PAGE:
Dr. Franziska Apprich received her Ph.D. in Media and Business from Queens University Belfast, Northern Ireland and is currently an Assistant Professor in the School of Communication & Media Studies at Canadian University Dubai in the United Arab Emirates.
She has recently been researching and publishing about several aspects of ASMR, including the benefits of ASMR in education.
Her investigations into ASMR were reviewed by the Venus International Foundation and resulted in her winning the Outstanding Scientist Award from the organization.
Beverley “Bev” Fredborg recently received her B.Sc. degree in Biopsychology from the University of Winnipeg and will soon be starting a Master’s degree program in Clinical Psychology at Ryerson University in Toronto, Canada.
She is currently a research assistant with Dr. Stephen Smith, an Associate Professor in the Department of Psychology at the University of Winnipeg.
I initially interviewed this duo in July of 2015 when they began to work together on an ASMR survey project.
And now I am fortunate to do another interview with them about their very recent and exciting ASMR research publication involving fMRI.
Jolien Morren has her Bachelor’s degree in Marine biology and Ecology & Evolution and is currently pursuing her Master’s Degree in Biology and Science Communication and Society at Leiden University in the Netherlands.
Jolien also creates ASMR videos for her YouTube channel, RelaxingSounds92, and for her blog, Sepiola.
I was very interested in talking with Jolien about ASMR after reading the subtitle of her blog, “Biologist and science communicator in the making, ASMR YouTuber, blogger”.
I knew she would have some valuable biological, evolutionary, and other related thoughts about ASMR.
In 2015, Emma Barratt and Nick Davis published the first peer-reviewed research study about ASMR. Their data were collected from online surveys and were very helpful to provide support about the sensations and potential applications of ASMR.
Now, Stephen Smith, Beverley Fredborg, and Jennifer Kornelsen from the University of Winnipeg in Manitoba, Canada have published the second peer-reviewed research study about ASMR.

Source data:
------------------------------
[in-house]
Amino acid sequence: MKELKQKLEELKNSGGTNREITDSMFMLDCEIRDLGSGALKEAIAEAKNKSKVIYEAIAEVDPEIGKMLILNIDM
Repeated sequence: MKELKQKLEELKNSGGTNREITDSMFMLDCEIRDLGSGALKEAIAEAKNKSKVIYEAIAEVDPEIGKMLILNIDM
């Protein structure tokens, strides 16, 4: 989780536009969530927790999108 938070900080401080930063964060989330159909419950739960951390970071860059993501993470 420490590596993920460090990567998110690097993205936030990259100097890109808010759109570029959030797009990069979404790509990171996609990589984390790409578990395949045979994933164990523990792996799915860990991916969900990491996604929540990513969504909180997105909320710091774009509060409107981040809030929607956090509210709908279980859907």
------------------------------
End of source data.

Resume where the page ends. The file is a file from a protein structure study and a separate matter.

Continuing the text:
A key difference between these two publication is that the more recent publication by Smith et al is the first biological publication about ASMR.
Popular triggers for ASMR include someone playing with your hair, cutting your hair, stroking your arm, drawing words on your back with their finger (back writing game), and/or examining you for health concerns (clinical exams).
What do all these strong triggers for ASMR have in common?
Being touched lightly has been perceived as pleasurable for a while. In contrast, the biological understanding of these pleasant sensations has only recently begun to be understood – and may help to understand ASMR.
Kerin Higa is a student in the Neurosciences Graduate Program at University of California, San Diego.
She has published research about behavioral abnormalities in mouse models of psychiatric illness and is currently researching how mitochondrial dysfunction may be contribute to depression, bipolar disorder, schizophrenia, and other mental health disorders.
Kerin also enjoys writing about science for the general public and science communities.
She has written for the “Gene-of-the-week” blog for biogps.org and is currently writing for the neuroscience blog, NeuWriteSD, which was founded by students in her graduate program. Her writing topics have included hoarding, dissociative identity disorder, and additional behavioral mysteries.
But the latest blog topic she tackled was the science of ASMR. Her in-depth article is titled “Technicalities of the tingles: the science of sounds that feel good. #ASMR” and was posted at the NeuWriteSD blog on June 11, 2015.
In my interview with Kerin she shares her love for Bob Ross, the five most important points in her article, helpful tips for writing about the science of ASMR, and more.
Below are my questions in bold followed by her replies in italics.
An article about ASMR was posted yesterday at BBC.com.
The article focuses mostly on ASMR artists (Emma whispersredasmr, Maria gentlewhispering, & Laura Stone) and the art of ASMR, with some minor mentions related to the science of ASMR.
A neuroscience professor provided his thoughts about the mechanism of ASMR. Quote from the article:
“Frances McGlone, professor of neuroscience at Liverpool John Moores University. I contacted him because I hoped he might be able to explain the mechanism which produces such a distinctive physical reaction from such a diverse range of stimuli. He couldn’t, because no-one has researched the question. “In a quick look on the more respected search engines for published scientific research I couldn’t find anything that supported a neurobiological basis for why these sensory experiences should be provoked by observing these ASMR videos,” he tells me.
McGlone further expressed concern about home-brewed alternative therapies in general and a potential erotic element of ASMR. Quote from the article: